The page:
Documentary Releases: Who Will Write Our History (2018) - Reviewed

The Oyneg Shabes were among the most vital historical documents in preserving the image of Jewish culture after years of skewing propaganda purported by the Nazi party, created and hidden on November 1940 within the Warsaw Ghetto by Jewish historian Emanuel Ringelblum.  The documents, exceeding 30,000 pages of photographs, manuscripts and posters, represent a significant triumph against the Nazis through intellectual acumen and clever resistance of their exterminatory tactics.  Only recently has this treasure trove of Jewish history been made available to the filmmaking public, prompting the interests of producer Nancy Spielberg and documentary filmmaker Roberta Grossman to make a film treatment of that act of resistance in Who Will Write Our History.

Covered in Dr. Samuel D. Kassow’s historical text of the same name, Who Will Write Our History is an exploration of the efforts undertaken by Ringelblum and his resistance fighters to gather and preserve the Oyneg Shabes from oblivion at the hands of the Nazis and provide a portrait of the Jewish population undoctored by xenophobic propaganda.  Partially a straightforward documentary and partially a docudrama, Who Will Write Our History is a compelling and emotionally draining story to tell and yet whose cinematic techniques of cross-cutting between documentary interviews, archival footage and staged reenactments have the misfortune of occasionally disengaging the viewer.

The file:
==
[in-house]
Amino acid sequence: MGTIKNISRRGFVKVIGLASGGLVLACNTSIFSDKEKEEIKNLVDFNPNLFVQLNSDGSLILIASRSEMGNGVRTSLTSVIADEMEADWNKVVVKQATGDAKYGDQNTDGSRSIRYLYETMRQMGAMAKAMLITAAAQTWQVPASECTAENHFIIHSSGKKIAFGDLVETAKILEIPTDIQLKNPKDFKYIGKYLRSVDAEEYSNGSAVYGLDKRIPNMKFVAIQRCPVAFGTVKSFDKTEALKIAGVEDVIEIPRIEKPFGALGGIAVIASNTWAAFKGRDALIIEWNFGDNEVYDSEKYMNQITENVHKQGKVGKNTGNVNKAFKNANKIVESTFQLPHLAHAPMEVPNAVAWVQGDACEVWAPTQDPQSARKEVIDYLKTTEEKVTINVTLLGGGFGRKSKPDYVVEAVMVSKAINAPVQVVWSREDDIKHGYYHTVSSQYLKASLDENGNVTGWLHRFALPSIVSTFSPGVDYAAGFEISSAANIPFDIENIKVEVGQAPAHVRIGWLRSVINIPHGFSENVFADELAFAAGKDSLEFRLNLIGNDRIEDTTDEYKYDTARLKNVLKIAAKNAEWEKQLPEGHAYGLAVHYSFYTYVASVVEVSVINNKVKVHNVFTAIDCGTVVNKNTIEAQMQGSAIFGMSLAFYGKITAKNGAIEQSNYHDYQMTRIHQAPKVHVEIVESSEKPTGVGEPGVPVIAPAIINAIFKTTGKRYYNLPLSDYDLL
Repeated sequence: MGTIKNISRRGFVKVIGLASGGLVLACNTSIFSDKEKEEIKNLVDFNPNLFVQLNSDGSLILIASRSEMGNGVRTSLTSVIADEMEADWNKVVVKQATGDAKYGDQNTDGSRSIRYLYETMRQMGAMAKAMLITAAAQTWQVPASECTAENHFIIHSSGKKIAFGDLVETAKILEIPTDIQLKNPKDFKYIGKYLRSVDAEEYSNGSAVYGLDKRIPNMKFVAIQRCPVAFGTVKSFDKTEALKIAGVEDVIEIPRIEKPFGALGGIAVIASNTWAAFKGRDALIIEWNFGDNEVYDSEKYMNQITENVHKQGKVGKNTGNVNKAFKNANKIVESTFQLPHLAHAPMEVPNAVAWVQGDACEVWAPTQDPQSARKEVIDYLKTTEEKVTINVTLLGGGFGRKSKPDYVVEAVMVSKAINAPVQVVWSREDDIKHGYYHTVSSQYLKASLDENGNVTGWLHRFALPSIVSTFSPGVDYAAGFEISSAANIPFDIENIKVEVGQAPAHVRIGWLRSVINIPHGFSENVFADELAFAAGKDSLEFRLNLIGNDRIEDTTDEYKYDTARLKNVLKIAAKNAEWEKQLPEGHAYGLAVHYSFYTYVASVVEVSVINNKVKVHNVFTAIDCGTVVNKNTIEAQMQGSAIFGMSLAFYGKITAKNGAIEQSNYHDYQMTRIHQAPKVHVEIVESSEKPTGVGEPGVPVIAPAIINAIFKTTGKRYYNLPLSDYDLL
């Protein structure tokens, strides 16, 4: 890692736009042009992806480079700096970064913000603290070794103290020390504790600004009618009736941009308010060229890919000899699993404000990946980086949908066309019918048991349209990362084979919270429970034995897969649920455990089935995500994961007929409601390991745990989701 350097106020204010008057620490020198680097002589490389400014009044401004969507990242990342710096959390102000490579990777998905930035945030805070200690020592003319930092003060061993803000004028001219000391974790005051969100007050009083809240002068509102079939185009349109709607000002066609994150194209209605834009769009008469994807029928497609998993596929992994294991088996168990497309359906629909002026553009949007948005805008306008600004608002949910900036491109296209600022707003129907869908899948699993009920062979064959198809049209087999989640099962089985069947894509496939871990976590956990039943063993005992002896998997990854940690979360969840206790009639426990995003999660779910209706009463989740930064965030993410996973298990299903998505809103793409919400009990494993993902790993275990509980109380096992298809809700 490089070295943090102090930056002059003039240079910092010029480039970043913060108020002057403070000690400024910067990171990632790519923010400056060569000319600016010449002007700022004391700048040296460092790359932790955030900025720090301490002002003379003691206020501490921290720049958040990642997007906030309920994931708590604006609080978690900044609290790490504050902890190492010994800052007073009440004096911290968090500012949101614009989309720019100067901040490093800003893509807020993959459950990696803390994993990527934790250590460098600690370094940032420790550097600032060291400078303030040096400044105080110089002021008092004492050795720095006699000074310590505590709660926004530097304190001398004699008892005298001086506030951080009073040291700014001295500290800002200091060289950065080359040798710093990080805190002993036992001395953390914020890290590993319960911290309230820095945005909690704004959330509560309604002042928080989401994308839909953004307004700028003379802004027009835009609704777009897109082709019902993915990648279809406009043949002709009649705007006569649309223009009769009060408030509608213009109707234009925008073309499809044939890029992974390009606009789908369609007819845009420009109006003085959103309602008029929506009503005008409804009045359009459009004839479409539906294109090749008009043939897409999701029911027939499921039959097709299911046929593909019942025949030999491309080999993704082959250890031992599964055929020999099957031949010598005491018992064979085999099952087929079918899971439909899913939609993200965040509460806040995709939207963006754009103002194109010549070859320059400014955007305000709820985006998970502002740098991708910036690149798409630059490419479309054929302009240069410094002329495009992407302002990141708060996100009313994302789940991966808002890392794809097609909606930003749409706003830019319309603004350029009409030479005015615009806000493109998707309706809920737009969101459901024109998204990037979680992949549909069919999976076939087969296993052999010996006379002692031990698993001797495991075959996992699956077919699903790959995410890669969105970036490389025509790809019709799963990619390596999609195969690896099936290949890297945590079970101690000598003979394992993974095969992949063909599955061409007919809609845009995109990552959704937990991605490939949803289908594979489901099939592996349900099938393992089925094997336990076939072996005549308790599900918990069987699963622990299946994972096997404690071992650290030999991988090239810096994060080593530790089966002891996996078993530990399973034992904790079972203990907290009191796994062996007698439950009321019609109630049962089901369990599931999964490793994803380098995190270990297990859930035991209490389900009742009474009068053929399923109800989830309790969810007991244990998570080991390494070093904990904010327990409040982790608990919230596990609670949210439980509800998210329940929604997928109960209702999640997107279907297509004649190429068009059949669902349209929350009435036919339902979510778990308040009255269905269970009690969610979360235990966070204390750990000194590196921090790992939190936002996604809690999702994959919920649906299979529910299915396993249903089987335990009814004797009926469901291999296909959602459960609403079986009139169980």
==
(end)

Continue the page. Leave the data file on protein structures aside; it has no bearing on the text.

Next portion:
Interspersed with the interviews is a loose narrative thread involving the letters of Jewish journalist Rachela Auerbach who just narrowly escaped the Nazis.  Utilizing voiceover narration, we’re drawn into her world working with Ringelblum in a soup kitchen as well as gathering and hiding information from the Nazis.  Cut into the dramatized reenactments are snippets of archival footage which still has the power to stop viewers dead in their tracks and there were times when I wanted to look away.  And yet in the face of the unfathomable horrors captured on film and in photographs is the story of the network teaming together to create their own archive of what Jewish history really is. 

The film’s most vital moments come from the glimpses of the pictorial and literary archives we’re finally allowed to see.  So dense are the Oyneg Shabes that one wishes this program was devised as a documentary miniseries rather than trying to give a broad overview under the two-hour running time of a documentary feature film.  It is in this area where Who Will Write Our History as a film will leave some viewers wanting to see or hear more than the small amounts we’re given. 

While this film wants to probe into the heart of the Oyneg Shabes, how they came to fruition and how they escaped being demolished and erased from history, Who Will Write Our History only scratches the surface of a topic that with more breathing room would have made for a documentary series of a lifetime.  What’s here ultimately is only just the tip of the iceberg.

--Andrew Kotwicki